• was to unite people into a group,

  • into a moral community.

  • Durkheim believed that anything that unites us

  • takes on an air of sacredness.

  • And once people circle around

  • some sacred object or value,

  • they'll then work as a team and fight to defend it.

  • Durkheim wrote

  • about a set of intense collective emotions

  • that accomplish this miracle of E pluribus unum,

  • of making a group out of individuals.

  • Think of the collective joy in Britain

  • on the day World War II ended.

  • Think of the collective anger in Tahrir Square,

  • which brought down a dictator.

  • And think of the collective grief

  • in the United States

  • that we all felt, that brought us all together,

  • after 9/11.

  • So let me summarize where we are.

  • I'm saying that the capacity for self-transcendence

  • is just a basic part of being human.

  • I'm offering the metaphor

  • of a staircase in the mind.

  • I'm saying we are Homo duplex

  • and this staircase takes us up from the profane level

  • to the level of the sacred.

  • When we climb that staircase,

  • self-interest fades away,

  • we become just much less self-interested,

  • and we feel as though we are better, nobler

  • and somehow uplifted.

  • So here's the million-dollar question

  • for social scientists like me:

  • Is the staircase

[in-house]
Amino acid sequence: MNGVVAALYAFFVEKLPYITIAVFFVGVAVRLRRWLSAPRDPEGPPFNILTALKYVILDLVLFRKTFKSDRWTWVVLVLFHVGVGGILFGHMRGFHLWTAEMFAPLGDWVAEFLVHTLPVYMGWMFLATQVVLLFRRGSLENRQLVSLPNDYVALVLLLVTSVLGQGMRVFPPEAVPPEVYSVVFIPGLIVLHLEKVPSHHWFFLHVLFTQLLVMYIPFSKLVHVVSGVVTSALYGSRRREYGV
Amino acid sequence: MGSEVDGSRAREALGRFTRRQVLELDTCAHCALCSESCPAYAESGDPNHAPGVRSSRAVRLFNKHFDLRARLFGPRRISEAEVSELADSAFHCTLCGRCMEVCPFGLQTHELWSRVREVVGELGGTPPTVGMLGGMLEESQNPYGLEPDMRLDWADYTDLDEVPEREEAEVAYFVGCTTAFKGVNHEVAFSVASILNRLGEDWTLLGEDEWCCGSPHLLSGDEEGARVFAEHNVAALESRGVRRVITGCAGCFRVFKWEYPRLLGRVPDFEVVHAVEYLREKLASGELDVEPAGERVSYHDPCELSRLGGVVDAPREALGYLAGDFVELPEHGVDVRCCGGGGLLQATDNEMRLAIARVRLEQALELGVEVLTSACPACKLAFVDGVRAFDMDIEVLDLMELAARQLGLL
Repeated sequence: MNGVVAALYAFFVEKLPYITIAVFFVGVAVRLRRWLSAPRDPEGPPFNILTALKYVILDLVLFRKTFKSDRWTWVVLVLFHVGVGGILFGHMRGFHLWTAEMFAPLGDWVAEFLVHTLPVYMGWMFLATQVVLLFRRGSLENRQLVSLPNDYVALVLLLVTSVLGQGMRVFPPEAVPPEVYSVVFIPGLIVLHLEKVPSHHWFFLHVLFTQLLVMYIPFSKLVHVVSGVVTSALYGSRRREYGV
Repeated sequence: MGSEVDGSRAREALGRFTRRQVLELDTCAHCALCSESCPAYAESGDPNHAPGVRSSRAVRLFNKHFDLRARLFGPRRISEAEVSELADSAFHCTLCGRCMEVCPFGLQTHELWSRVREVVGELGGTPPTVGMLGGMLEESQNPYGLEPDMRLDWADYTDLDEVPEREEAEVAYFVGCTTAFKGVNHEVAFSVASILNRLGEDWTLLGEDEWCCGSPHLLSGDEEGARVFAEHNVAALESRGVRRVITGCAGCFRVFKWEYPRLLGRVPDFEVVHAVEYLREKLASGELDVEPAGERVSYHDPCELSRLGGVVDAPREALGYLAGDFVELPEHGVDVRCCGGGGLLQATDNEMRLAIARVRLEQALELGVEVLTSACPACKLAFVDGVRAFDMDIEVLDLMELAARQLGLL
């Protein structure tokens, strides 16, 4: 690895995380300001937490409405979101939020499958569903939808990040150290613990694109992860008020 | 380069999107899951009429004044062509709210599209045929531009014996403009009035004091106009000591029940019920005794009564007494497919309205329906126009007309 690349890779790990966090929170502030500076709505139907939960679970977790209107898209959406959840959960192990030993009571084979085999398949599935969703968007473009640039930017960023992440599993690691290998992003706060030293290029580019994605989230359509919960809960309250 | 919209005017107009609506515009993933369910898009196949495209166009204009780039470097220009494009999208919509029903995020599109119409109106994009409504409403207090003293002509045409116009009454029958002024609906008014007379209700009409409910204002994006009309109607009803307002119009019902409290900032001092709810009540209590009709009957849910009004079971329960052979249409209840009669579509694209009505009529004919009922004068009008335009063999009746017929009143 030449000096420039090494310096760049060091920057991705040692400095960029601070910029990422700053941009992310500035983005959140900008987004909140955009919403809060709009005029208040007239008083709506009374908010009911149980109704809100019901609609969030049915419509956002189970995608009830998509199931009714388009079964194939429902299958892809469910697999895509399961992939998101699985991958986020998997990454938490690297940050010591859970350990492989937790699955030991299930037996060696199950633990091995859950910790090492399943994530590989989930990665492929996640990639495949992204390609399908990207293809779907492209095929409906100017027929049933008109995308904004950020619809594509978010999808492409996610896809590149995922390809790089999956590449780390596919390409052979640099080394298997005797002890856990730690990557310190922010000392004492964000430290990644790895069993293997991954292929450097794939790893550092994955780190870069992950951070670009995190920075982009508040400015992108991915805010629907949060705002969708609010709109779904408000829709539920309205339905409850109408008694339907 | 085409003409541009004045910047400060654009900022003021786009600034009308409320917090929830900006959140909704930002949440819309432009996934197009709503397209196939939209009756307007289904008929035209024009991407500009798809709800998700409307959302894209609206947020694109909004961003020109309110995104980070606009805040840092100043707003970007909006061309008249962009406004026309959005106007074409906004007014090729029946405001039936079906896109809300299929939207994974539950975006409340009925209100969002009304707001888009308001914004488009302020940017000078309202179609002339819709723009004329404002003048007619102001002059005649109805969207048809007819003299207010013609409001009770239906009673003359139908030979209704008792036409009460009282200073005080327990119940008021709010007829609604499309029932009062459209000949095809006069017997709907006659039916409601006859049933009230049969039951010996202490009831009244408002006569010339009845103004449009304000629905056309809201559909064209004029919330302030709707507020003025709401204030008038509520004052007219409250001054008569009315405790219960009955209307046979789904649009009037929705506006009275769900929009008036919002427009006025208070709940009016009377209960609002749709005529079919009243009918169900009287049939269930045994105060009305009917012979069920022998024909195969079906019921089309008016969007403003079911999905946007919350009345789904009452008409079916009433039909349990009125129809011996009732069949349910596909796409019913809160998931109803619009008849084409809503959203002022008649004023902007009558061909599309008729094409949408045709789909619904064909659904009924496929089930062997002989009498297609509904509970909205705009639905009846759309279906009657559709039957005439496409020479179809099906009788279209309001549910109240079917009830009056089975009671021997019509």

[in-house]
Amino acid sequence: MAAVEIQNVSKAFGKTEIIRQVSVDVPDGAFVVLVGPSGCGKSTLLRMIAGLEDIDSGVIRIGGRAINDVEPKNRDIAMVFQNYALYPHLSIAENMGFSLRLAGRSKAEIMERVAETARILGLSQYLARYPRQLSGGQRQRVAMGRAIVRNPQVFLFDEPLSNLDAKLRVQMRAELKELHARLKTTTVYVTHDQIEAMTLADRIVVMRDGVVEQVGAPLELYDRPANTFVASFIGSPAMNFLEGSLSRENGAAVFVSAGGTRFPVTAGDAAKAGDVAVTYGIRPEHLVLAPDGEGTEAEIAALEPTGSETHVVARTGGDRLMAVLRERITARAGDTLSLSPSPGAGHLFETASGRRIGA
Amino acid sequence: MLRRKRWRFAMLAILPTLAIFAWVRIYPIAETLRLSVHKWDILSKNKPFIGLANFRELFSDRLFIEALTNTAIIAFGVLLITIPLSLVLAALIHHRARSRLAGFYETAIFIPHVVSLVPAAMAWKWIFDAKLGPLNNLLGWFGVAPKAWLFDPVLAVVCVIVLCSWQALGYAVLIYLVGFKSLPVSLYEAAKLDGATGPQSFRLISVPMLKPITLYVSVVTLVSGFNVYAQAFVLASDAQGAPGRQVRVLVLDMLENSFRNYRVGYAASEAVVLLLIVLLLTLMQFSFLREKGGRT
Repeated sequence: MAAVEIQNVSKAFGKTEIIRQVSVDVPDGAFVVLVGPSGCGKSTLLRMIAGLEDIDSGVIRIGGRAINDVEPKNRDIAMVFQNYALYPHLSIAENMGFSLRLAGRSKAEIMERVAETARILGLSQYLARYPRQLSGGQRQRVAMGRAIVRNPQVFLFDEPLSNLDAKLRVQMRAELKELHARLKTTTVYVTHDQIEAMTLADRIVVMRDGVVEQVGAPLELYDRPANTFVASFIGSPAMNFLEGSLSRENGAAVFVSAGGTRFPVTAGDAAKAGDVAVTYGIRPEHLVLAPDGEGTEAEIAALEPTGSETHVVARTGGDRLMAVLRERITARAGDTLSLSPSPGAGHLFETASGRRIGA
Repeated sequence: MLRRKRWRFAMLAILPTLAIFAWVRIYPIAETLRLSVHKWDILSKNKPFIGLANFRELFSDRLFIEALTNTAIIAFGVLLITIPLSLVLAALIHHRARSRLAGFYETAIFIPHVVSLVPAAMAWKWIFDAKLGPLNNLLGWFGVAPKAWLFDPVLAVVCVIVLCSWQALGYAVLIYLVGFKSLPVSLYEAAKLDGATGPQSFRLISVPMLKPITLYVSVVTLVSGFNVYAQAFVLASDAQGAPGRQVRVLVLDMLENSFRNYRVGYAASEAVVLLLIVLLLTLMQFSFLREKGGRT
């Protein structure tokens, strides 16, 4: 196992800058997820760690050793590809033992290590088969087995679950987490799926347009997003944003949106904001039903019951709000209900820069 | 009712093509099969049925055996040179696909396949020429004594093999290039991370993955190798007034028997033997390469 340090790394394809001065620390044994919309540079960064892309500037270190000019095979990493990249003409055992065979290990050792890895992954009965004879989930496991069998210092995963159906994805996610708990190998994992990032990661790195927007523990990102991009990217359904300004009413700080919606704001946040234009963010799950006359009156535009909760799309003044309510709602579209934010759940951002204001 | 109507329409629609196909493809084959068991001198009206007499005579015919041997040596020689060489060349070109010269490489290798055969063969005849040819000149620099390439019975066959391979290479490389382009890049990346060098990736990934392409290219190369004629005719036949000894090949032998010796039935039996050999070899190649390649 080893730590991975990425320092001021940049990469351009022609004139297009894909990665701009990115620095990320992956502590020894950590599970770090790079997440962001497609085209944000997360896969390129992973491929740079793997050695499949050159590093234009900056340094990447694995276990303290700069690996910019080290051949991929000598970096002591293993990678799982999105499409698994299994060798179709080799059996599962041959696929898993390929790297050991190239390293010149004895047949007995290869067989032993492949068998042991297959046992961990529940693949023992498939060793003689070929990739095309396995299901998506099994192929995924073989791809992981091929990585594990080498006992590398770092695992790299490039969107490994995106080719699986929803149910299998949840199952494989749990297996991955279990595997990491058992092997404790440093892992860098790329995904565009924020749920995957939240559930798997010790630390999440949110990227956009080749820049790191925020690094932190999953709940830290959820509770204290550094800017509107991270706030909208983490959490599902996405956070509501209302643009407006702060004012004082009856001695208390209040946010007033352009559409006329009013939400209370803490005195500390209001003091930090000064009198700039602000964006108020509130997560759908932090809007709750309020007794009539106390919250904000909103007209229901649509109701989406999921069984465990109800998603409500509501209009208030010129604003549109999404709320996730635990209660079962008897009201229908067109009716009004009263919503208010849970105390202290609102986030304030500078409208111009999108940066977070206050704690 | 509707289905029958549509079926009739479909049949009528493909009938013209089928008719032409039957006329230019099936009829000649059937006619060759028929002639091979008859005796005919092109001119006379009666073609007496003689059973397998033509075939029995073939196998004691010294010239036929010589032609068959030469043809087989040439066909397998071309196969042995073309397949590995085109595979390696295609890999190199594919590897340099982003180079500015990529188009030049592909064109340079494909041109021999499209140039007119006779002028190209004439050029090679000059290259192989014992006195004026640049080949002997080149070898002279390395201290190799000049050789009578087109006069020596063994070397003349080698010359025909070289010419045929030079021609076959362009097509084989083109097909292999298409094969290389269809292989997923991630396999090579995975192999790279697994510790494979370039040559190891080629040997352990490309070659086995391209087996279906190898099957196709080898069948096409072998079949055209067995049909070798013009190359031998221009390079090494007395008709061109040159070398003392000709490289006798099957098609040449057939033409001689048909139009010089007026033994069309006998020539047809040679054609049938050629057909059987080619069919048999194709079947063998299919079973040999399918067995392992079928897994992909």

• a feature of our evolutionary design?

  • Is it a product of natural selection,

  • like our hands?

  • Or is it a bug, a mistake in the system --

  • this religious stuff is just something

  • that happens when the wires cross in the brain --

  • Jill has a stroke and she has this religious experience,

  • it's just a mistake?

  • Well many scientists who study religion take this view.

  • The New Atheists, for example,

  • argue that religion is a set of memes,

  • sort of parasitic memes,

  • that get inside our minds

  • and make us do all kinds of crazy religious stuff,

  • self-destructive stuff, like suicide bombing.

  • And after all,

  • how could it ever be good for us

  • to lose ourselves?

  • How could it ever be adaptive

  • for any organism

  • to overcome self-interest?

  • Well let me show you.

  • In "The Descent of Man,"

  • Charles Darwin wrote a great deal

  • about the evolution of morality --

  • where did it come from, why do we have it.

  • Darwin noted that many of our virtues

  • are of very little use to ourselves,

  • but they're of great use to our groups.

  • He wrote about the scenario

  • in which two tribes of early humans

  • would have come in contact and competition.

  • He said, "If the one tribe included